Single Sign On and Federated Security in the cloud – part 1

Kerberos baserd SSO in the domain

I wrote some blog posts on SSO and federated security for the Windows Azure Architect site a while ago, but they seem to have gone missing – so I’m re-posting them as a series of posts here.

The SSO-challenge when moving your application to the cloud

Using Active Directory and integrated Windows Authentication works great as a Single Sign On solution for the intranet and as long as all your systems resides within the boundaries of the domain. The clients get authenticated against the domain controller and a Kerberos ticket is issued and used whenever the clients need to access a resource or service:

Single Sign On inside a domain

The application server trusts Kerberos tickets issued by the Active Directory in the domain and can grant or deny access to resources based on who the user is and what groups the user belongs to (this of course is a simplified description of how the Kerberos protocol actually works, but on a conceptual level holds true).

But what happens when you start moving some of your applications to a cloud environment like Windows Azure?

App moves to the cloud
The application is moved to the cloud

This scenario presents a couple of different challenges:

  • A Kerberos ticket can no longer be used without setting up some kind of VPN network connection since the client still resides in the domain but the application now runs in the security context of another network, across the Internet, possibly accessed through a proxy server and behind one or more firewalls.
  • Another challenge is the amount of information that you can provide in a Kerberos ticket. Such a ticket only provides the user name and what groups the user belongs to. Say for example you need to use the email adress to send automated email from the application to the user. In the intranet scenario you would query Active Directory or some other information store to get additional information. But how would you do that when the application no longer have access to the domain? It would be a lot more convenient if you could extend the ticket to contain arbitrary information. There is no way you can do that with a Kerberos ticket.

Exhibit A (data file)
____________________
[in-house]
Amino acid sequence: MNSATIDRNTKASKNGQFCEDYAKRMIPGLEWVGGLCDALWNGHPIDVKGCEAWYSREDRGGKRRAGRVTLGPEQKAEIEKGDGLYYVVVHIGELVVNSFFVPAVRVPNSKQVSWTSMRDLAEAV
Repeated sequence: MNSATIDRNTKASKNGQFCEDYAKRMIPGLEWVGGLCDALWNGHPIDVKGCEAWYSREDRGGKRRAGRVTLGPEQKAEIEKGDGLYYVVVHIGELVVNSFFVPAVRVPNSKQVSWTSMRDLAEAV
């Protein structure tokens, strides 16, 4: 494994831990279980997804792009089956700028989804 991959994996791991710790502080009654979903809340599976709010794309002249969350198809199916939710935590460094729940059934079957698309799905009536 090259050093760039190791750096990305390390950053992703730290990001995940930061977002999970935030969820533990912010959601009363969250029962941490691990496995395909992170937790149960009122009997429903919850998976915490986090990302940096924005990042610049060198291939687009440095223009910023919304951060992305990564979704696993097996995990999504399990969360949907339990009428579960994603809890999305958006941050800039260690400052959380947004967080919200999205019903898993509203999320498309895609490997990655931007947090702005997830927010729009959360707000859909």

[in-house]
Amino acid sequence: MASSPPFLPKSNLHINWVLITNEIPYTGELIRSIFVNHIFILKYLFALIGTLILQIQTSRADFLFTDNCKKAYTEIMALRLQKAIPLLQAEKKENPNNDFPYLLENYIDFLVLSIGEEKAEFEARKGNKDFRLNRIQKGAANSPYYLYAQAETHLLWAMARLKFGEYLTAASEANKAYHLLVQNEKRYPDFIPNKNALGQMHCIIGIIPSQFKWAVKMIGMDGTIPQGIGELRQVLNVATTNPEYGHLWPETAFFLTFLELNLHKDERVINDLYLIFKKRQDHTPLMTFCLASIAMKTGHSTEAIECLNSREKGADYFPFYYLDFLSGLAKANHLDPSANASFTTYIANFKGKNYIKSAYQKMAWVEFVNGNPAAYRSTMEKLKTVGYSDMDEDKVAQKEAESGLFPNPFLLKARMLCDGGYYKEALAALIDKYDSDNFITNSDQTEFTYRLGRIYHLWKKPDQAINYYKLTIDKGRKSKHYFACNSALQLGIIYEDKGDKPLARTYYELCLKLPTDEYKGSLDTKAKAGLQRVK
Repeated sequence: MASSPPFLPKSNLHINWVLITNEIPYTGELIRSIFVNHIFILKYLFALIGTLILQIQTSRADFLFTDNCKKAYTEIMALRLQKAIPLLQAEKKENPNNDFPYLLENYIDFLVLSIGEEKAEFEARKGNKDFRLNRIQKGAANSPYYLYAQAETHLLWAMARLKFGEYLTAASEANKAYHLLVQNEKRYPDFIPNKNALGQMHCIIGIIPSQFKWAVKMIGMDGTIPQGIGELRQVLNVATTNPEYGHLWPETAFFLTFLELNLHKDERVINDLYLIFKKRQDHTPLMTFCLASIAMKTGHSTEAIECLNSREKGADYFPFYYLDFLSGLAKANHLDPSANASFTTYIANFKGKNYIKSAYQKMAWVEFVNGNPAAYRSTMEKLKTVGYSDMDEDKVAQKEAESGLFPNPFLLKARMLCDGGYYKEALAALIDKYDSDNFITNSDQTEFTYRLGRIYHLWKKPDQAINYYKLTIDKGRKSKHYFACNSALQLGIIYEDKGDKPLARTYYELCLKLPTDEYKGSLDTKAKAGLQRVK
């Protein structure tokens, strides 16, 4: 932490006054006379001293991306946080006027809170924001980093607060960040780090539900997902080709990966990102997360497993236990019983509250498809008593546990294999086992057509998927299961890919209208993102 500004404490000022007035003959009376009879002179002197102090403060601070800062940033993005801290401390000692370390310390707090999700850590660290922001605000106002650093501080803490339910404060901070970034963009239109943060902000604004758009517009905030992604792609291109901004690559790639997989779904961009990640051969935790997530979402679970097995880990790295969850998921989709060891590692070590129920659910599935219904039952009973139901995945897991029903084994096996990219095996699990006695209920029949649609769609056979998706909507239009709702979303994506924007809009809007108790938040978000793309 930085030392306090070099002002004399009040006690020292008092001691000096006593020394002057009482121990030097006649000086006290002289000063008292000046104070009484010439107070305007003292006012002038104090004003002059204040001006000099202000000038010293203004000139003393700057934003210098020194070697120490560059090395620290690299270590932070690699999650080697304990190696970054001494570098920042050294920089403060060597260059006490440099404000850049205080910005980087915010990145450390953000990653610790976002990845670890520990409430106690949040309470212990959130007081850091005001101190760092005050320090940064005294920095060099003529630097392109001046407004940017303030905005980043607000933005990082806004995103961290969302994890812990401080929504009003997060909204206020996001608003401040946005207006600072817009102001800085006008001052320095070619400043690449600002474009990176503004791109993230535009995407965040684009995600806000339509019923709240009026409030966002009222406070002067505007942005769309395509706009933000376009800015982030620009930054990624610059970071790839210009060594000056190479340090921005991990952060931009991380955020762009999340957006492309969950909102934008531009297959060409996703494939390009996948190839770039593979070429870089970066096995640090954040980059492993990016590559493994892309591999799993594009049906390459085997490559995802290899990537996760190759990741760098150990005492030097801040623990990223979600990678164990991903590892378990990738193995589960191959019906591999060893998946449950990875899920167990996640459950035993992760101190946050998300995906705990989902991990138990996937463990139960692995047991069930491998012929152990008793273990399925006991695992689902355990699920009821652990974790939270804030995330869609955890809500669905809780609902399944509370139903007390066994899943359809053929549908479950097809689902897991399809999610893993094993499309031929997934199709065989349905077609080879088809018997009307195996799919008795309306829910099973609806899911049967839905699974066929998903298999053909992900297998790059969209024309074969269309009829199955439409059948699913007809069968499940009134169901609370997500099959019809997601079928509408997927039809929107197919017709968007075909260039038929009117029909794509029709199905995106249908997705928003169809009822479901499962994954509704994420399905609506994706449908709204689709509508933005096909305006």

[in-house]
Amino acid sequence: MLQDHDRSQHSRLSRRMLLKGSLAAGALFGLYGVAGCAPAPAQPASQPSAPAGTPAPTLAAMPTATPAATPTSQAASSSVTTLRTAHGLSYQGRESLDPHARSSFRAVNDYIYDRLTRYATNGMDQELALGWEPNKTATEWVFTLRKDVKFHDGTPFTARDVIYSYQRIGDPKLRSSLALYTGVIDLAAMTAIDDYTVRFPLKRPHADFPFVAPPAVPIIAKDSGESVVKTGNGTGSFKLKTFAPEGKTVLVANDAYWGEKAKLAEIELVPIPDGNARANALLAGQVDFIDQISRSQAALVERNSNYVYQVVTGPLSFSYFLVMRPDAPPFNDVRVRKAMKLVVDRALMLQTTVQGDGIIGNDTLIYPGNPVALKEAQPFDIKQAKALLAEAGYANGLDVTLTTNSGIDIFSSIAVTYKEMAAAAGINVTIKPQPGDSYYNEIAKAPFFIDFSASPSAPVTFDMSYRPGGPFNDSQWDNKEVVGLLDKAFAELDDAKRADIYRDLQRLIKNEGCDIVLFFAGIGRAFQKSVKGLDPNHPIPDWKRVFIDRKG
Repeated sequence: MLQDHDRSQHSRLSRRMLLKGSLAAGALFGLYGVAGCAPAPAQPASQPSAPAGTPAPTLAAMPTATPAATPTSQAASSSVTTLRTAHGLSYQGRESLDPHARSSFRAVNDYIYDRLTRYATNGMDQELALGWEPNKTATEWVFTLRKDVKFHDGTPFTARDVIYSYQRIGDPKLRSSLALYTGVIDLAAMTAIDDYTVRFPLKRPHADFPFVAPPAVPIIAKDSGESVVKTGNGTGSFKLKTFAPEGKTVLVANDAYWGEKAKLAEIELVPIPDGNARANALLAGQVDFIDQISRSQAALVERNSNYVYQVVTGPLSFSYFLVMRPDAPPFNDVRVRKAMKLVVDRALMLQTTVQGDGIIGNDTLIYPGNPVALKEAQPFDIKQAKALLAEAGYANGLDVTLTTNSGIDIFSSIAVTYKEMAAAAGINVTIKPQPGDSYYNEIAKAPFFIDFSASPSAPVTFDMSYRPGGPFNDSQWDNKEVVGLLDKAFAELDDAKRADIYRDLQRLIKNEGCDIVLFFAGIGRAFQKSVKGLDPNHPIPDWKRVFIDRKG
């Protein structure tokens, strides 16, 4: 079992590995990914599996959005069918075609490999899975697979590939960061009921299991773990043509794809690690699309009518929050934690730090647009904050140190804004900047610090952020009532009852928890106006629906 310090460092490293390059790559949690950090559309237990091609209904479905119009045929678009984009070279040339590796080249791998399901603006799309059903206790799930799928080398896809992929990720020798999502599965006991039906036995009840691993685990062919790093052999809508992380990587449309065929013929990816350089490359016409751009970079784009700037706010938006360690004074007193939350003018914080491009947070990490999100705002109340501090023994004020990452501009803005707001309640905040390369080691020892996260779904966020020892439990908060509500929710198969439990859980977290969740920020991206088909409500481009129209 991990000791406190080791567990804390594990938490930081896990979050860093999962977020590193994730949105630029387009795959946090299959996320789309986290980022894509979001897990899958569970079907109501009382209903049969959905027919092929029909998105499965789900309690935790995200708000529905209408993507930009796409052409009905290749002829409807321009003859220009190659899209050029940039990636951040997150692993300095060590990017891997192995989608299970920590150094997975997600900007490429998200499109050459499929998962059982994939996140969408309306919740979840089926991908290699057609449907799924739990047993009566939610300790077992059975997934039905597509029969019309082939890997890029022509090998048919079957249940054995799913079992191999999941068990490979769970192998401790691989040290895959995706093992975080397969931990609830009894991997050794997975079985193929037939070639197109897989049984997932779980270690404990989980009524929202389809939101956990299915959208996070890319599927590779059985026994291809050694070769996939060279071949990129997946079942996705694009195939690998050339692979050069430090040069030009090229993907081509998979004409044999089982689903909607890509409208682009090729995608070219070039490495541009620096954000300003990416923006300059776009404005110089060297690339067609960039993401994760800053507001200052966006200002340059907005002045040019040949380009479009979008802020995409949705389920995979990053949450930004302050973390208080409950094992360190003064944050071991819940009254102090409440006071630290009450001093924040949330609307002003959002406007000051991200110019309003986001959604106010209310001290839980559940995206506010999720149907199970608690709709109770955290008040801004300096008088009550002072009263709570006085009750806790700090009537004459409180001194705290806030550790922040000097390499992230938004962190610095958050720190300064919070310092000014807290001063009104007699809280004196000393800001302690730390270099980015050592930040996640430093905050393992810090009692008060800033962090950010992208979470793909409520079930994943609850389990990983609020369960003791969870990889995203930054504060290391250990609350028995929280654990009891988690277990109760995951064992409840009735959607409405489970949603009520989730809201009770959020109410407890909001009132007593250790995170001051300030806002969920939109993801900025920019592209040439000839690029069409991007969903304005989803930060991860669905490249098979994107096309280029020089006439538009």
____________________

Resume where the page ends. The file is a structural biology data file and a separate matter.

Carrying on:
• And what if the system your clients need to access is not a Windows based system at all – a system that doesn’t recognize Windows Authentication – for example a Java based application or some legacy system?
  • Another interesting scenario is if the client would need to access the service from outside of the domain, through public Internet.

In the next post we will look at how to solve these challenges using Claims Based Identity.

Category: sso, azure, english

Praktiska erfarenheter från systemutveckling i molnet – lunchseminarie 30/11

Vi har alla hört anledningarna till att lägga nästa projekt i en molnmiljö – obegränsad skalbarhet, kortare tid till marknad, billigare drift – men vilka är förändringarna rent praktiskt i ett utvecklingsprojekt?

Vilka fallgropar och risker bör du vara medveten om när du väljer molnet som miljö för din utveckling?

Hur skiljer sig de olika leverantörernas erbjudande av plattformstjänster från varandra?

Välkommen på ett lunchseminarie onsdagen den 30/11 hos Active Solution i Stockholm, där jag och Chris Klug går igenom dessa frågeställningar samt berättar om våra egna praktiska erfarenheter. Vi bjuder självklart på lunch efter seminariet 🙂

Jag kommer bl.a. dela mina erfarenheter av att ha arbetat med kunder som VolvoCars, Readsoft och Brevo under min tid på Microsoft. Chris kommer att berätta om sitt arbete med Ticket Direct som är den största online bokningstjänsten i Nya Zeeland och Australien.

Vi arbetar också för närvarande tillsammans i ett nyutvecklingsprojekt för en helt ny (än så länge hemlig) svensk tjänst. Ett spännande projekt som vi kommer kunna dela erfarenheter kring.

Anmäl dig till seminariet Systemutveckling i molnet här.

Category: azure, cloud